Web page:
Report: Multiple NBA sources feel Cavs still have ‘major problem’ when it comes to 3-point shooting

Darius Garland Cavs

The Cleveland Cavaliers will be fielding a scary lineup this season. The addition of three-time NBA All-Star Donovan Mitchell should give the squad a boost as it aims to return to the playoffs.

However, there are still holes on the roster that the team may need to eventually address one way or another. For one, the undersized starting backcourt of Mitchell and Darius Garland might be vulnerable on defense.

Another area where the Cavs have room for growth is in the 3-point shooting department.

“Two NBA sources said the Cavs still have ‘a major problem’ when it comes to 3-point shooting,” Terry Pluto of Cleveland.com wrote. “They wonder about [Caris] LeVert or Isaac Okoro as small forwards – neither shoot well from the outside. That is something they’ll need face this season. Mitchell is a career 36% shooter from 3-point range. That’s respectable, not elite.”

Last season, the Cavs were pedestrian at best when it came to 3-point shooting. They finished tied for 20th in the league in 3-pointers converted per contest, recording just 11.6 makes per game from beyond the arc. The team shot 35.5 percent from deep, which was good for 15th among all 30 teams.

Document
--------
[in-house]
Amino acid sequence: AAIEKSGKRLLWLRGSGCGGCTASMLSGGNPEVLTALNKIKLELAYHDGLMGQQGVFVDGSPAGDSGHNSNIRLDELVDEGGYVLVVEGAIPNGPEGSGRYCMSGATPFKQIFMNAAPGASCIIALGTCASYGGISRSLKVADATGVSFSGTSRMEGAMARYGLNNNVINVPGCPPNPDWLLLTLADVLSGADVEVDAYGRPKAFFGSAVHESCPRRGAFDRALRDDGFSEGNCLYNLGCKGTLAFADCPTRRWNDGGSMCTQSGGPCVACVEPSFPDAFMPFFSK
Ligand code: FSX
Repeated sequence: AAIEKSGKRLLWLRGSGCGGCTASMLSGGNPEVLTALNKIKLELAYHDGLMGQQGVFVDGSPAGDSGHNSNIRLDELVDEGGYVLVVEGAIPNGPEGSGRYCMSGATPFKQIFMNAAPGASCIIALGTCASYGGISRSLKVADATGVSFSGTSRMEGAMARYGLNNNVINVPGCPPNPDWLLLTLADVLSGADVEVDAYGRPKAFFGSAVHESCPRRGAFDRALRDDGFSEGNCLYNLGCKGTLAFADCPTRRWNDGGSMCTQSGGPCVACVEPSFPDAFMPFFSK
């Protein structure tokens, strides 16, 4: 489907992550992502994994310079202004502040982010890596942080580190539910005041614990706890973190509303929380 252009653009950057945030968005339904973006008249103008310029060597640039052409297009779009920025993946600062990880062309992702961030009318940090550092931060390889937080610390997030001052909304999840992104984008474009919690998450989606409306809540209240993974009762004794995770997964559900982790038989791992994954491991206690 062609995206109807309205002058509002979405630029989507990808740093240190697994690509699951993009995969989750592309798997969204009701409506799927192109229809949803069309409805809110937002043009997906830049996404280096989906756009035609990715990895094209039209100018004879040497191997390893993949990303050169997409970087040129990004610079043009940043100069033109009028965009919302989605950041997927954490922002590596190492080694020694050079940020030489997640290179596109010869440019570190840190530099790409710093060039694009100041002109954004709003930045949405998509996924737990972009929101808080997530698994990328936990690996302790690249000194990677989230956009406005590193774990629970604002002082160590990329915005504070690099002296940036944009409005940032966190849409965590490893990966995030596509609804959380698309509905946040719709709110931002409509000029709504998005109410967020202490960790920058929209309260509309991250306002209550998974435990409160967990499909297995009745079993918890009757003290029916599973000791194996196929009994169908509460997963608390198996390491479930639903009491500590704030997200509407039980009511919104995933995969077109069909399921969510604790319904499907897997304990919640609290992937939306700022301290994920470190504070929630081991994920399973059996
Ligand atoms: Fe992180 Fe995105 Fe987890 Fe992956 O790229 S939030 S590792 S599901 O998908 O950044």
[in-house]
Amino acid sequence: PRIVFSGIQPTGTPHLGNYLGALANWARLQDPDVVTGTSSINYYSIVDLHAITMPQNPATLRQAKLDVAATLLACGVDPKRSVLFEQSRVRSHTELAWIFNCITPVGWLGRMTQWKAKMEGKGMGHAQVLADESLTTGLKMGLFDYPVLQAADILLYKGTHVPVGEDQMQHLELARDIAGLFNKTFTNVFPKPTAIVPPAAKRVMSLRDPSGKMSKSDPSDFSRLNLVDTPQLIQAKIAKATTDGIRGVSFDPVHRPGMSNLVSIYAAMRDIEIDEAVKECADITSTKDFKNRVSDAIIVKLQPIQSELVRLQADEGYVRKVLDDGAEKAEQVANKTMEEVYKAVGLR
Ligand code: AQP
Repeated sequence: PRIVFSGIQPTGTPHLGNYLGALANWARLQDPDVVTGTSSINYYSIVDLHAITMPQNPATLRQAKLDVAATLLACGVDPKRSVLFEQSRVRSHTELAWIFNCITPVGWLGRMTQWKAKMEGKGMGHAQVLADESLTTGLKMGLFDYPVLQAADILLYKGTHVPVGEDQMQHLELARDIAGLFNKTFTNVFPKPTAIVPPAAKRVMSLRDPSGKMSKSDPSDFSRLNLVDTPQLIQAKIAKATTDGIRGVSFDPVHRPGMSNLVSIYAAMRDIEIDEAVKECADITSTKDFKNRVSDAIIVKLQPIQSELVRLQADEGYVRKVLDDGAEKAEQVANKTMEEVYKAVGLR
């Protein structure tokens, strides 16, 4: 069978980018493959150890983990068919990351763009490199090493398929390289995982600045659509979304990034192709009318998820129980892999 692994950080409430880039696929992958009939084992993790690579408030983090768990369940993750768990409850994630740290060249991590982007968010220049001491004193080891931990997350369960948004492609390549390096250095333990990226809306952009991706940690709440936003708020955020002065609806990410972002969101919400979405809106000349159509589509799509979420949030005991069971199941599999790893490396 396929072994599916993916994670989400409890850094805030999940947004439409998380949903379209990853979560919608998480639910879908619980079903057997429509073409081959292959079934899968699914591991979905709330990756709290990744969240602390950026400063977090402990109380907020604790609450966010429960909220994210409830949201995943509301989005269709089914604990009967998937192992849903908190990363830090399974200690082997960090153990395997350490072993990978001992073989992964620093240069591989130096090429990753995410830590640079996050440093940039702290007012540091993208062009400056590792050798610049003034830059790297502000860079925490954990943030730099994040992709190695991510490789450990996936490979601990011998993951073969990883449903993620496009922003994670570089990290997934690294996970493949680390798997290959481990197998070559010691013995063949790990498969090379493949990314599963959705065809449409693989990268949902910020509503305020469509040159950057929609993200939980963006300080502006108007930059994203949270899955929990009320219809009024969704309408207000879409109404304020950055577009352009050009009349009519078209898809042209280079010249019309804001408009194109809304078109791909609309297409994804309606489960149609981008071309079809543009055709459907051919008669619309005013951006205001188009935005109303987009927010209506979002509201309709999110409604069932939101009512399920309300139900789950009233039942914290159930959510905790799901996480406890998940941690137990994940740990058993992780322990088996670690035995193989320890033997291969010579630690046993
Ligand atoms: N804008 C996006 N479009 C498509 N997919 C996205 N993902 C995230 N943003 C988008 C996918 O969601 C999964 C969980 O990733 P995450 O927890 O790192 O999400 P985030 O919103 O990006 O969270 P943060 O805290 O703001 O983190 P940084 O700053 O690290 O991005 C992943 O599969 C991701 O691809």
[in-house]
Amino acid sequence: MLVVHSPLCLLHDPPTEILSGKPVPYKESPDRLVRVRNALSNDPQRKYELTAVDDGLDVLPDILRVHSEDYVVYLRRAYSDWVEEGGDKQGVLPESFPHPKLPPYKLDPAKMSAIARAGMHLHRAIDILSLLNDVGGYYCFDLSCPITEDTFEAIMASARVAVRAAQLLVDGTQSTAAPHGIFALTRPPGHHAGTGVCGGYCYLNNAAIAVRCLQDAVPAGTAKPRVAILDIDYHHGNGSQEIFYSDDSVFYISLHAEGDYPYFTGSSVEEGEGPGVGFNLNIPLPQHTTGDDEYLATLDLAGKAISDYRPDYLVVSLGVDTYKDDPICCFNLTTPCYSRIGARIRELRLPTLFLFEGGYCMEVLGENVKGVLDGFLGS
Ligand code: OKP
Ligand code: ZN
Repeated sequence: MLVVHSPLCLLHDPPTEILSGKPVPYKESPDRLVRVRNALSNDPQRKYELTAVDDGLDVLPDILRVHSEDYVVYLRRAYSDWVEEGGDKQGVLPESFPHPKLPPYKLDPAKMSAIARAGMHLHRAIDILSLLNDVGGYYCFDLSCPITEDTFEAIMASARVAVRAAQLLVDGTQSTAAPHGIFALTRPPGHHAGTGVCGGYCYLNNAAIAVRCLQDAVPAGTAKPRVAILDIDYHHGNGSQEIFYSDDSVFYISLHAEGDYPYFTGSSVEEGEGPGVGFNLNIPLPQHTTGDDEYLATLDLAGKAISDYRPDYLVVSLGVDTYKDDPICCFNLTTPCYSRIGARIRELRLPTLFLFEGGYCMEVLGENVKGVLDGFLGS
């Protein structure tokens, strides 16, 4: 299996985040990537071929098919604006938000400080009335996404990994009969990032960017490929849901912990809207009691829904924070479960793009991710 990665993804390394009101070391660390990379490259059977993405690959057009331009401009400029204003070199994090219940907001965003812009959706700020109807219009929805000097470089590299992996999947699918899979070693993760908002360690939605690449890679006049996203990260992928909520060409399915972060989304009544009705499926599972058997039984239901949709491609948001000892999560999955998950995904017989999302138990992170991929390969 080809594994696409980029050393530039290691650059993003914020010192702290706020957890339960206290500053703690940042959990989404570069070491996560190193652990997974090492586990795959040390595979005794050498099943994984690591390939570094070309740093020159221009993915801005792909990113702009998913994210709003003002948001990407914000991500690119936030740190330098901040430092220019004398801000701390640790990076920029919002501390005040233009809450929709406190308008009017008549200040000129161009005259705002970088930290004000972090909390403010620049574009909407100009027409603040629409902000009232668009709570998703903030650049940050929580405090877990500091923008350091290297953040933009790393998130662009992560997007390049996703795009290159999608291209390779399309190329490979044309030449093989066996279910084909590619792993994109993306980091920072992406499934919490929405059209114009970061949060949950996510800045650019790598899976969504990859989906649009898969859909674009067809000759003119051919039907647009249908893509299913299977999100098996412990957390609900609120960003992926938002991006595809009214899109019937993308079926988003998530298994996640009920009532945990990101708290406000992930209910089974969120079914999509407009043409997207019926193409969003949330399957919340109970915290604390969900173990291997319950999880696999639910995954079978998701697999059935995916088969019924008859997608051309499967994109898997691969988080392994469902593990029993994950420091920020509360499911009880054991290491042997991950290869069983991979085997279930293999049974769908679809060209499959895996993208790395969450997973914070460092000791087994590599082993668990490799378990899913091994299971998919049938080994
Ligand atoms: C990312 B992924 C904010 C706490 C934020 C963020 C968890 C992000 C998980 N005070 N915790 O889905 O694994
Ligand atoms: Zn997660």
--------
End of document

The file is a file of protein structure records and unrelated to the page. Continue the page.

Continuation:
Of the team’s rotation players, midseason acquisition Rajon Rondo was the most efficient at 39.7 percent from deep, though it was a small sample (21 games). Right behind him were players like Kevin Love, who shot 39.2 percent from deep, and Garland at 38.3 percent.

It remains to be seen if the loss of Lauri Markkanen will negatively impact Cleveland’s 3-point shooting. Markkanen was part of the trade package that brought Mitchell to the Cavs. The Finnish forward made 2.2 3-pointers per game on a 35.8 percent shooting clip from deep last season.

Mitchell may help the team in the 3-point shooting department. But as Pluto mentioned in his piece, the shooting guard is a career 36.1 percent shooter from 3-point range.

It should be noted, however, that Mitchell is set to play with an elite playmaker who has yet to reach his prime, which is something that should help elevate the newcomer’s game.

After all, Garland is coming off of an All-Star season where he averaged 21.7 points and 8.6 assists per contest. It will be interesting to see if playing with someone of Garland’s caliber gives Mitchell a boost from an efficiency standpoint.

On the other hand, the presence of Mitchell may also provide the guard’s new teammates with breathing room on the perimeter, as he demands a lot of attention from opposing defenses. The organization is likely hoping that Mitchell’s ability to draw defenders will help the team in the 3-point shooting department.

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